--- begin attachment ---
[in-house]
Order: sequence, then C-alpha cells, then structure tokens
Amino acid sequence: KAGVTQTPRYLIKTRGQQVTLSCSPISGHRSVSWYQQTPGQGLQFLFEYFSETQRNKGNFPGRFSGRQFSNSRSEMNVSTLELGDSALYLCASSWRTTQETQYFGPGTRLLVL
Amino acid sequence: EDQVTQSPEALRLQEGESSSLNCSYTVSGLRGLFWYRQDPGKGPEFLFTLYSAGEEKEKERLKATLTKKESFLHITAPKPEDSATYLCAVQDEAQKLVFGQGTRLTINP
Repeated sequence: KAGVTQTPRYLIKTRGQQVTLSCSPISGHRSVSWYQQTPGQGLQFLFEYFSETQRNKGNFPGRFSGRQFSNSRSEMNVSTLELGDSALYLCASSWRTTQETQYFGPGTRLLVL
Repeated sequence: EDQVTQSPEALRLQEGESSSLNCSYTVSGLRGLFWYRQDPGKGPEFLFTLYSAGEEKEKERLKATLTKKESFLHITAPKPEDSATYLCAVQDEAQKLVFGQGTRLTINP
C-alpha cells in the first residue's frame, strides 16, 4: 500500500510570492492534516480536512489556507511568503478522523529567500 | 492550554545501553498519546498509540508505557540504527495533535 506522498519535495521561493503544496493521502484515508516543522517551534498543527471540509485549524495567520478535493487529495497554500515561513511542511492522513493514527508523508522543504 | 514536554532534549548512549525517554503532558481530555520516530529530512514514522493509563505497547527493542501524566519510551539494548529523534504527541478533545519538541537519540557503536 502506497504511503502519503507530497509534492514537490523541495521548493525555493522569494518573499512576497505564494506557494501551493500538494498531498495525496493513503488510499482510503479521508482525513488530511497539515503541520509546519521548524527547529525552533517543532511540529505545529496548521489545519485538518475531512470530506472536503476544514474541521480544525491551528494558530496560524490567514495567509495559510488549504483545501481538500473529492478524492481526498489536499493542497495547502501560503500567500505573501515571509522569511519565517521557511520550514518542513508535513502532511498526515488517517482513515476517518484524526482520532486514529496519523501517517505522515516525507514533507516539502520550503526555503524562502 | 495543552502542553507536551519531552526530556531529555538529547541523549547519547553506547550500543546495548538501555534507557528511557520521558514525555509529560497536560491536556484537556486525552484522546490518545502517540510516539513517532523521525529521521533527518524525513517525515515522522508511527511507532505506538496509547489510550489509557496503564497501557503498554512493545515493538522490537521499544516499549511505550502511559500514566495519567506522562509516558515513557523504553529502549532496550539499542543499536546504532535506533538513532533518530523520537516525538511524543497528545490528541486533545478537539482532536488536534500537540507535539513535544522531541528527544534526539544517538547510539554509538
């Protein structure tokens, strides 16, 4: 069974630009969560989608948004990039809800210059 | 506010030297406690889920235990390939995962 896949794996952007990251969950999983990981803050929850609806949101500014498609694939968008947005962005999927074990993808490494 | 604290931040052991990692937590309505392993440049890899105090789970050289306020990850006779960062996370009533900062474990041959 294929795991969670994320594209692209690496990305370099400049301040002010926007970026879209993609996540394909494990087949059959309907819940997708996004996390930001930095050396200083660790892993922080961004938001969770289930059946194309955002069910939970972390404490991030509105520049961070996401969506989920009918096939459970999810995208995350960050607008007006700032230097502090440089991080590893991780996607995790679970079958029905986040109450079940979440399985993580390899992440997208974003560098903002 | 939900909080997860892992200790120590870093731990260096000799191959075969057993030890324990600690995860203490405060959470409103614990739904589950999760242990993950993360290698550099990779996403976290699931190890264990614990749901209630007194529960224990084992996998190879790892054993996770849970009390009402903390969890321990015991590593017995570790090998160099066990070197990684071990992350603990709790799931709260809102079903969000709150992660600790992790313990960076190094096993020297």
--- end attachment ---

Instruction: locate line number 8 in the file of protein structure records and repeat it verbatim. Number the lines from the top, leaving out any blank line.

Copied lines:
């Protein structure tokens, strides 16, 4: 069974630009969560989608948004990039809800210059 | 506010030297406690889920235990390939995962 896949794996952007990251969950999983990981803050929850609806949101500014498609694939968008947005962005999927074990993808490494 | 604290931040052991990692937590309505392993440049890899105090789970050289306020990850006779960062996370009533900062474990041959 294929795991969670994320594209692209690496990305370099400049301040002010926007970026879209993609996540394909494990087949059959309907819940997708996004996390930001930095050396200083660790892993922080961004938001969770289930059946194309955002069910939970972390404490991030509105520049961070996401969506989920009918096939459970999810995208995350960050607008007006700032230097502090440089991080590893991780996607995790679970079958029905986040109450079940979440399985993580390899992440997208974003560098903002 | 939900909080997860892992200790120590870093731990260096000799191959075969057993030890324990600690995860203490405060959470409103614990739904589950999760242990993950993360290698550099990779996403976290699931190890264990614990749901209630007194529960224990084992996998190879790892054993996770849970009390009402903390969890321990015991590593017995570790090998160099066990070197990684071990992350603990709790799931709260809102079903969000709150992660600790992790313990960076190094096993020297």